Thinking that every customer must have the same service needs and product requirements is not a factual assumption. It is also not true that every customer is very different from each other and that everyone needs to be marketed to in an entirely different manner. Cohorts are a way to separate users as well as unify them under some common usage statistics so that you can create marketing strategies based on categories instead of individual conditions.
In order to start with cohort retention analytics, you need to first begin by identifying users who make up cohorts.
The first step in identifying selling opportunities with cohorts is to identify them. Cohorts differ from the usual customer segmentation based on demography and geography by mainly focusing on user behavior segmentation. Cohorts are groups of users who share common behavioral patterns, making it easy to analyze them as a set.
Users in a cohort might be those who sign up for your service in a particular week or those who saved their cards for a simpler purchase experience. You can then make separate evaluations for them based on purchase habits.
For example, if the users who newly signed up to your app are more willing to make a purchase within a week, you may want to label them as a cohort and offer them quicker deals. Or, if users who saved their card are more likely to make repeated purchases, they may be a cohort you want to target with rewards that will encourage them to make bigger purchases.
Strategizing Promotions for Cohorts
This graph analyzes cohort retention for the ‘new users’ cohort by checking the rates of activity in the subsequent days of the first session.
Based on the method by which you categorized each cohort, you can devise new marketing strategies that best serve a particular cohort. Looking at the number of active days from a cohort that made a fresh sign up, you can set a number of promotions to go out in the time span to prevent users from leaving.
With cohort retention analytics, you may find that a category of users only made purchases when offered a discount or that a category of users made purchases when new stocks arrived.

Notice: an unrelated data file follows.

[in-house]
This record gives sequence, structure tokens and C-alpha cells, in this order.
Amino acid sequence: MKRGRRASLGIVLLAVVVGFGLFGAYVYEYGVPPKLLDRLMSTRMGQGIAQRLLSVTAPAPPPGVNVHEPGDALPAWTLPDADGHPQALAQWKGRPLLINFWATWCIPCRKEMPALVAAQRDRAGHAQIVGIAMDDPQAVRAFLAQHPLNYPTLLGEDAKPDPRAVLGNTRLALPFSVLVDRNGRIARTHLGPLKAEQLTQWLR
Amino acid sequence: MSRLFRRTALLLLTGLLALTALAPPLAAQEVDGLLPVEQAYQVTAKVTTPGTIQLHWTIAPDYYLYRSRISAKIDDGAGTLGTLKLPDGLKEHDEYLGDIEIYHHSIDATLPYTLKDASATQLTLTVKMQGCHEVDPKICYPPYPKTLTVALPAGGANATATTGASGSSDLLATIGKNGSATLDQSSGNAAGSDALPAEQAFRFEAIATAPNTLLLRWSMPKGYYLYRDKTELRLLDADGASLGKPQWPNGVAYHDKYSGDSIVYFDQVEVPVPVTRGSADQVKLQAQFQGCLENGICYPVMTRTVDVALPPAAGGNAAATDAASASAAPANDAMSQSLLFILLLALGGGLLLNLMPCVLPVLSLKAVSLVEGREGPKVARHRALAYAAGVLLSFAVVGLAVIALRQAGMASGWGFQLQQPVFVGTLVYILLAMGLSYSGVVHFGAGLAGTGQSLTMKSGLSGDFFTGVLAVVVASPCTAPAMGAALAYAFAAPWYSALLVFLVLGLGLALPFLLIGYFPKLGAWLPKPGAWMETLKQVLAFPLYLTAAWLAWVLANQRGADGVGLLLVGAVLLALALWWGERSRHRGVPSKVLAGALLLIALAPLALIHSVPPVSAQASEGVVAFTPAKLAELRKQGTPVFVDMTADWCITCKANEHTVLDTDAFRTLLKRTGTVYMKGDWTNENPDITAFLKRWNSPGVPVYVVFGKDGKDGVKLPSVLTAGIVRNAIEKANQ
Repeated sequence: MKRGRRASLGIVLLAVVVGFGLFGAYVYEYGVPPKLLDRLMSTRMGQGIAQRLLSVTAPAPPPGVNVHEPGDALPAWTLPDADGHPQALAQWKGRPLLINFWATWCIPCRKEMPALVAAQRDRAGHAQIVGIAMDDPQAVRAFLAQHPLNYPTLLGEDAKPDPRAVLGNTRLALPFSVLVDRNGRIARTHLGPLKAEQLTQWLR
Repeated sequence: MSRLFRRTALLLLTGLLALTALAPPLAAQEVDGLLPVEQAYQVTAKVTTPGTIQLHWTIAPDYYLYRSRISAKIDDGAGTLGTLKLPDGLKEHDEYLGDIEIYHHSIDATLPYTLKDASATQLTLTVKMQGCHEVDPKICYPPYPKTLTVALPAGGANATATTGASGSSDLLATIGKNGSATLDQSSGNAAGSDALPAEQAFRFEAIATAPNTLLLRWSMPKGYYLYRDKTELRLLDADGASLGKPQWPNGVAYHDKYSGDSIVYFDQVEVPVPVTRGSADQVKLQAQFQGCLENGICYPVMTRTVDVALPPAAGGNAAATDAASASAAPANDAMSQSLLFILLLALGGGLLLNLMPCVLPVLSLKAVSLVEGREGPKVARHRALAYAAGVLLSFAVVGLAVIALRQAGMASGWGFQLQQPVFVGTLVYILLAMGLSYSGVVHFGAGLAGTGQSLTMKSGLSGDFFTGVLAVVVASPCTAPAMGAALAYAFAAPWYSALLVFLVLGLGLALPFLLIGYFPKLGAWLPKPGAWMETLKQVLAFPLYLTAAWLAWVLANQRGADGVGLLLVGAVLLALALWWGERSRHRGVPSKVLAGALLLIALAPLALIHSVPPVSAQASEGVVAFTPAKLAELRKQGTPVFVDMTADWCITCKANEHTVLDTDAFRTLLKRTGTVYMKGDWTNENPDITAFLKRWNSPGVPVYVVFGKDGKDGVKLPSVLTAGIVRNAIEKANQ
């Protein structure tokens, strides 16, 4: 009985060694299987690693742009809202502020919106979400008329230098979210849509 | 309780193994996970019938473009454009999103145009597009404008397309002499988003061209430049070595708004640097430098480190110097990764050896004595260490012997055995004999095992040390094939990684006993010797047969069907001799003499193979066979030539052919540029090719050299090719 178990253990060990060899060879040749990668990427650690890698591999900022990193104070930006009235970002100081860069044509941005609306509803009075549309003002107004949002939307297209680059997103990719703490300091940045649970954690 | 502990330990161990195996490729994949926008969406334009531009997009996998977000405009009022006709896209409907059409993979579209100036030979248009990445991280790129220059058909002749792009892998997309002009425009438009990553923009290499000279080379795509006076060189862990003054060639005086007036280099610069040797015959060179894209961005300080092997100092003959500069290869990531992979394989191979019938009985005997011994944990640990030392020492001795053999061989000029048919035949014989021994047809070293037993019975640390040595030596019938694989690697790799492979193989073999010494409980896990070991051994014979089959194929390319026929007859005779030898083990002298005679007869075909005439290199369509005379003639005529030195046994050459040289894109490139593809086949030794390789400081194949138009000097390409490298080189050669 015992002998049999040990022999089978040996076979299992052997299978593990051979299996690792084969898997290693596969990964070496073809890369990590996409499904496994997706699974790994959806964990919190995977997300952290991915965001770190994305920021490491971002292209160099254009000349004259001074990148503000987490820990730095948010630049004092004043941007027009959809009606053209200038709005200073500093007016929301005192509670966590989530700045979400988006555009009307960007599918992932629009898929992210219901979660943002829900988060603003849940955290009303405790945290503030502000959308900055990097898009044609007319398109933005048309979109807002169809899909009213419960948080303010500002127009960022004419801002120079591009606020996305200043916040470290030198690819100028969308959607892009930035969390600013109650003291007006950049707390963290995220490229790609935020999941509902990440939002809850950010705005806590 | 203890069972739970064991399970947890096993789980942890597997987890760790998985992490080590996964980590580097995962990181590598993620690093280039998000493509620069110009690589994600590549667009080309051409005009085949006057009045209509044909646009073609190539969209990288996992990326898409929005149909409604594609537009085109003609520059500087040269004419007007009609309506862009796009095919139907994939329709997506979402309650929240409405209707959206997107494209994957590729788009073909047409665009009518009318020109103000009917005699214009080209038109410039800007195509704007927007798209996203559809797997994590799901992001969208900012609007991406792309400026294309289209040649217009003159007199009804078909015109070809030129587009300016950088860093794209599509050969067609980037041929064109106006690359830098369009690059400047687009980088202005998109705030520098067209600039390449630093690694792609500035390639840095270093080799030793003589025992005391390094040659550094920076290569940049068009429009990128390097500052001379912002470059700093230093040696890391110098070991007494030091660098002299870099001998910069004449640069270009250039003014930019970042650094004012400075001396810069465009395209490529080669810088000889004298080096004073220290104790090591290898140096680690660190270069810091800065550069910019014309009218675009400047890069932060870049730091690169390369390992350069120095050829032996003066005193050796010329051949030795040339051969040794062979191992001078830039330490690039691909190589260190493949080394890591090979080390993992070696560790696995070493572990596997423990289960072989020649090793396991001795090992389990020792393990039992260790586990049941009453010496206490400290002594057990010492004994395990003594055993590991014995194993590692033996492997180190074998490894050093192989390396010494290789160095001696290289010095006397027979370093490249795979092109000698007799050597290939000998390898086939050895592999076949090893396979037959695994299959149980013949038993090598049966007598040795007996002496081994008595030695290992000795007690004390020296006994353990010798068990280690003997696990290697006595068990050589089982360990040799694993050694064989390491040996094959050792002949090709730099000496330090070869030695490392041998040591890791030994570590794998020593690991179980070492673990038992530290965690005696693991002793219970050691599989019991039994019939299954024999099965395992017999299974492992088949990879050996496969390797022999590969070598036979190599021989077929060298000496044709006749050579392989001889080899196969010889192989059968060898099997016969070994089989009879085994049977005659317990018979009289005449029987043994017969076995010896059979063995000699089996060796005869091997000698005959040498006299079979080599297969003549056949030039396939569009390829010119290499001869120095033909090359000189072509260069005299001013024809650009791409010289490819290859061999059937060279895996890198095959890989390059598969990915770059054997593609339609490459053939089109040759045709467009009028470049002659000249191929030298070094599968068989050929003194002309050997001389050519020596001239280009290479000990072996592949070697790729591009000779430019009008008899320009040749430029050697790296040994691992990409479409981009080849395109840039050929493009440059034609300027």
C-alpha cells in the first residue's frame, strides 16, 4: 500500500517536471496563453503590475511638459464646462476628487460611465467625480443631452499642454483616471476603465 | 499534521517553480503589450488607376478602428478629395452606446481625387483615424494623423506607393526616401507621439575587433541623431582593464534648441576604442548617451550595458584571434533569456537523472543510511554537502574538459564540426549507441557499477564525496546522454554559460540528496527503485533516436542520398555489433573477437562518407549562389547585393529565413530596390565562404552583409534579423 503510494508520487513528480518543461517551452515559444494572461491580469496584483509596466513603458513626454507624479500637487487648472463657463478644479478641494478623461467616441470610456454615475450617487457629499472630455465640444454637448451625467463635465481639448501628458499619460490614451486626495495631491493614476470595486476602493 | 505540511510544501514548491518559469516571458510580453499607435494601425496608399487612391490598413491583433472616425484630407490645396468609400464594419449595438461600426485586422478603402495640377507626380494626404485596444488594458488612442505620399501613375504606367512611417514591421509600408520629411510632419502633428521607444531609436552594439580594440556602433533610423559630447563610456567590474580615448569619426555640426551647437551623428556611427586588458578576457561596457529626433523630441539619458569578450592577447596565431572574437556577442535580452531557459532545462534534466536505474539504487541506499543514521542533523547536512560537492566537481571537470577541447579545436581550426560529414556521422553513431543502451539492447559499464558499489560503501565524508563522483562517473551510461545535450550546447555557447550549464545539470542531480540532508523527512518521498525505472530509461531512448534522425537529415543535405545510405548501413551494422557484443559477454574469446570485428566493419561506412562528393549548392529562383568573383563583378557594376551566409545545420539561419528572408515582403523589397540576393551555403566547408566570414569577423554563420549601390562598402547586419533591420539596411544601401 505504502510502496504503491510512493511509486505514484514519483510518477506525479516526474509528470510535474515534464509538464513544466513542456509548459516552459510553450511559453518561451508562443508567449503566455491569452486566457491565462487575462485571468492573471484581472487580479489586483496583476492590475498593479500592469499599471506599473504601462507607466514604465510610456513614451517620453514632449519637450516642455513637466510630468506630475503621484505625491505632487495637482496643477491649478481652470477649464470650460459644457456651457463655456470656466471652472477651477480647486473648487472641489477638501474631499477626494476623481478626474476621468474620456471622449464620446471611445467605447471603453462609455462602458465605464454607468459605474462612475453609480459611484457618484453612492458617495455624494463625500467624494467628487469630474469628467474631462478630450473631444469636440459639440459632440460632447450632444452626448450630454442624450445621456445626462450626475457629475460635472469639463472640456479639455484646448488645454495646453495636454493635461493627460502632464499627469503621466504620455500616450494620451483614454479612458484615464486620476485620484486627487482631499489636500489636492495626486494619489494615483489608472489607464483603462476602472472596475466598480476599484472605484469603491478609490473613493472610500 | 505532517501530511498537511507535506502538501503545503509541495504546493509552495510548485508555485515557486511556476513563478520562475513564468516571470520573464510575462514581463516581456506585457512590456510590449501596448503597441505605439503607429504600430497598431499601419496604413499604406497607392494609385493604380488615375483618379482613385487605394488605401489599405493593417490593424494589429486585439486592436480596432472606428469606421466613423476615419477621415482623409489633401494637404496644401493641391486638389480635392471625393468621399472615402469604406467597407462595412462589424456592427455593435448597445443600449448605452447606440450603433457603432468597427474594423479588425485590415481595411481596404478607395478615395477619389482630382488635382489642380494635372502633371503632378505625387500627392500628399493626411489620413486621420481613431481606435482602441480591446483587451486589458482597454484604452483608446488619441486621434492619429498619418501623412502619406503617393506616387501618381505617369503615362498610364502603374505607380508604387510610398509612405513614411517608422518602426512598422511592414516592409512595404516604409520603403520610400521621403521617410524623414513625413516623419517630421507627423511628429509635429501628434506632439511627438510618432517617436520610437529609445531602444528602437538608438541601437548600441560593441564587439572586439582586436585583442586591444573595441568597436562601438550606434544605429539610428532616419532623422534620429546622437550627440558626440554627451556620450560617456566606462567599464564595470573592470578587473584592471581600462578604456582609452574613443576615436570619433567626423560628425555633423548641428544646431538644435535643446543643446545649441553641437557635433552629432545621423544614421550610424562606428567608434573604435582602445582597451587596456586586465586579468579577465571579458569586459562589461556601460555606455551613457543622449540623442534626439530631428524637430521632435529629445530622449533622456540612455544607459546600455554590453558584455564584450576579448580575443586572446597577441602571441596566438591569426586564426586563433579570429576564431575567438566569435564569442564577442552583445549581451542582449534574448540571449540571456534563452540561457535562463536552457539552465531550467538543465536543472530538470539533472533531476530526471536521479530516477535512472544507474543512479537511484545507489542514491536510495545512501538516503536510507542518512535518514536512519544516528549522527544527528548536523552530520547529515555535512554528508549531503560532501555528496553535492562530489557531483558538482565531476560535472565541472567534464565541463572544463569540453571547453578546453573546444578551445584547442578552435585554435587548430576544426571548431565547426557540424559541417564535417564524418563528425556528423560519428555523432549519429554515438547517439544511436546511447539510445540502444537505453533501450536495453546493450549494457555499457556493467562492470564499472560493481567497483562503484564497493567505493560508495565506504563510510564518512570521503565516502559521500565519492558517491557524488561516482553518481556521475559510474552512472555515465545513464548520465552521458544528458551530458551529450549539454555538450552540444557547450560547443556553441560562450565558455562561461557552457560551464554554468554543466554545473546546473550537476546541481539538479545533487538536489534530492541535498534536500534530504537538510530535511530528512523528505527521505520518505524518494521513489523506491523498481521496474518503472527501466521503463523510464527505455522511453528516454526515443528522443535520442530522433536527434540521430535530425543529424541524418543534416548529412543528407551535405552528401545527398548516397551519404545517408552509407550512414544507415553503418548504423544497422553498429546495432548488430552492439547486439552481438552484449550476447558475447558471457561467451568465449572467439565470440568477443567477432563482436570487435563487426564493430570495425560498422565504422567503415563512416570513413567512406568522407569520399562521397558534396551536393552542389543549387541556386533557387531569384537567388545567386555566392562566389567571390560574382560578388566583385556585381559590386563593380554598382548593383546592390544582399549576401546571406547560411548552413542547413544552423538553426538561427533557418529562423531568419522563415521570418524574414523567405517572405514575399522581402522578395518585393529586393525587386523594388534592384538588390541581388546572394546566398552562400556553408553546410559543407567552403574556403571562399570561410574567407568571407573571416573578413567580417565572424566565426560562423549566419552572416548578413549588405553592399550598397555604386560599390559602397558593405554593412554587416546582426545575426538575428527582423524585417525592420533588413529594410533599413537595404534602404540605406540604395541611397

Cohorts may also respond to certain types of marketing, such as advertisements or push notifications. While most companies avoid advertising to the existing customer base, rethinking your advertising strategies to also include them, will effectively get you a bigger ROI.
Maintaining Cohorts with Loyalty Programs
Users feel valued when their loyalty is rewarded through special programs that are crafted to better suit their purchase interests. Point programs for retail businesses or discounts on add-ons for software purchases encourage customers to make greater purchases.
Cohort retention analysis is, therefore, helpful in creating cross-selling and up-selling opportunities that are more streamlined than throwing darts in the dark.
Surveying a cohort of users who, for example, completed a certain number of transactions to gather their NPS®
(Net Promoter Score®) can identify customers who are willing to refer your product to their friends and family. The score can reflect on further analysis of retention potentials and CLV.
Revealing Reasons Behind Customer Churn
Retention analytics is used to calculate churn rates or the percentage of drop in user activity over a certain time period.
If you cannot find where your customers are dropping off in the conversion funnel, there will be no progress in your marketing and growth efforts. That is why it is also essential to compare the retention rates with the churn rates.
Churn rates are crucial to validate your efforts toward customer retention, as they reveal the stages and roadblocks to user experience that result in customers cutting short their journeys. Customer churn rates are measured by calculating the number of customers who ended their relationship with a business over a period of time.
Tracking user behavior that causes attrition/churn enables user retention analytics. Businesses may want to start by relooking at past implementations and recent changes in product experience. You may want to change up a few things along the way if you cannot really point out the exact reason for churn and see the effects of these changes.
opine that customer dissatisfaction with some aspect of the product occurs at least a couple of months before a customer churns. Measuring churn on a month-on-month basis will give you a fair amount of time to work through issues if you start to see customers falling off.
Churn is also a great motivator to rethink who your target customers should be and, from there, to find out who is worth the extra nurture for a long-term business relationship.
Customer retention capabilities of product teams boost brand value among user bases that far exceed many other sales and marketing measures. Attracting new users to your product is a way to gain traction in your product’s growth, but if such acquisition is unstable over time, you have wasted all the money and effort put into acquiring a user in the first place. Instead of focusing on acquisition alone, companies need to place significant efforts toward nurturing existing customers. That way, customers turn into advocates for a product that automatically expands your user base without you having to spend an extra dime to try and convert potential customers!
Interested in learning more about product analytics? Check out more Countly articles on our blog